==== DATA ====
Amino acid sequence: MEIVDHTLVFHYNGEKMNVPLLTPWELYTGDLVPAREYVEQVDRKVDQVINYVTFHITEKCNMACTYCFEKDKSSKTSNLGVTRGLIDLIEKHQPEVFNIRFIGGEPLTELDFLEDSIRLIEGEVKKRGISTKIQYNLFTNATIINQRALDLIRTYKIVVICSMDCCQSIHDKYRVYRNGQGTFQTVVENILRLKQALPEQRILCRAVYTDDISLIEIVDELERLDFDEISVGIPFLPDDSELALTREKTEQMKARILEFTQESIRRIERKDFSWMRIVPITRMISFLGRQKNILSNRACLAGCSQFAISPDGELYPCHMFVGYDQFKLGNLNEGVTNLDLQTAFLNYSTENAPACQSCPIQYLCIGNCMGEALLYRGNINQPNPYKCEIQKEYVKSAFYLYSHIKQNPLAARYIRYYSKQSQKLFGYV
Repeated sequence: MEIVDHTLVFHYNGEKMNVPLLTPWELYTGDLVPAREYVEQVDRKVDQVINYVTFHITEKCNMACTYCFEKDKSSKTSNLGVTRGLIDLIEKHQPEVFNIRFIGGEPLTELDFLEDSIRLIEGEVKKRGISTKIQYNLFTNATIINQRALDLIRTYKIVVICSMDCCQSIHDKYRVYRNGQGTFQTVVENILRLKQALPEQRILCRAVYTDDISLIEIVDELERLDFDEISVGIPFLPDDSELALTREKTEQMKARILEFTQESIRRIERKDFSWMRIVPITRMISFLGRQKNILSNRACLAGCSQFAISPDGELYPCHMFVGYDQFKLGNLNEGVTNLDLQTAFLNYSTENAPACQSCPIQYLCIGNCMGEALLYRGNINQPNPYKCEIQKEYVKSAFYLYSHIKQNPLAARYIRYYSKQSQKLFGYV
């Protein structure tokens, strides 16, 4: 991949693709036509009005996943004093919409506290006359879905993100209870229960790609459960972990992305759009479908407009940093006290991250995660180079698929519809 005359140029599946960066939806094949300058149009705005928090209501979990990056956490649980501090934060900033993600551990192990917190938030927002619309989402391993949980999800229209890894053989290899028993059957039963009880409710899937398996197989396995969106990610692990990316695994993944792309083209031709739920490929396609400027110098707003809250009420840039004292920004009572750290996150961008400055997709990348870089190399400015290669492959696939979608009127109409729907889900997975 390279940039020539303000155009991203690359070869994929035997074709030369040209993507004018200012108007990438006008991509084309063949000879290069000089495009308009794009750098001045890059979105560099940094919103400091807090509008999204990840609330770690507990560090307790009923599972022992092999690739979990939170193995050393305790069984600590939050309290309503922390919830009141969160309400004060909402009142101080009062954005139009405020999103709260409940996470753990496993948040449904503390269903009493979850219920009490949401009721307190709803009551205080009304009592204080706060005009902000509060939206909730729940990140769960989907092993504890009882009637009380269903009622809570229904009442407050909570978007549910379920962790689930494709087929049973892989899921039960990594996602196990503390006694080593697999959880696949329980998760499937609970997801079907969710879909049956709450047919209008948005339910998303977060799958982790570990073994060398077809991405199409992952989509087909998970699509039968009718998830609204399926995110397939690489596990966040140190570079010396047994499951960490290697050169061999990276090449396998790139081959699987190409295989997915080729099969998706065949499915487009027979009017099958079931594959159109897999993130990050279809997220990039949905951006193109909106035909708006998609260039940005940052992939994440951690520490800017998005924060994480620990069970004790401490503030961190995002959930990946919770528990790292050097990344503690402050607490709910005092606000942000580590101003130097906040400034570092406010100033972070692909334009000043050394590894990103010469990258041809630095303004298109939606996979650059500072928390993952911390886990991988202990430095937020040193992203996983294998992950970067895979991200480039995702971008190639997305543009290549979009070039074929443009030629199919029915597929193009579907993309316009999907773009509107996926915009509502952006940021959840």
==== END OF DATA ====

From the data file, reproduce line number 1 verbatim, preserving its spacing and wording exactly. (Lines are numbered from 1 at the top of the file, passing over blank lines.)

Amino acid sequence: MEIVDHTLVFHYNGEKMNVPLLTPWELYTGDLVPAREYVEQVDRKVDQVINYVTFHITEKCNMACTYCFEKDKSSKTSNLGVTRGLIDLIEKHQPEVFNIRFIGGEPLTELDFLEDSIRLIEGEVKKRGISTKIQYNLFTNATIINQRALDLIRTYKIVVICSMDCCQSIHDKYRVYRNGQGTFQTVVENILRLKQALPEQRILCRAVYTDDISLIEIVDELERLDFDEISVGIPFLPDDSELALTREKTEQMKARILEFTQESIRRIERKDFSWMRIVPITRMISFLGRQKNILSNRACLAGCSQFAISPDGELYPCHMFVGYDQFKLGNLNEGVTNLDLQTAFLNYSTENAPACQSCPIQYLCIGNCMGEALLYRGNINQPNPYKCEIQKEYVKSAFYLYSHIKQNPLAARYIRYYSKQSQKLFGYV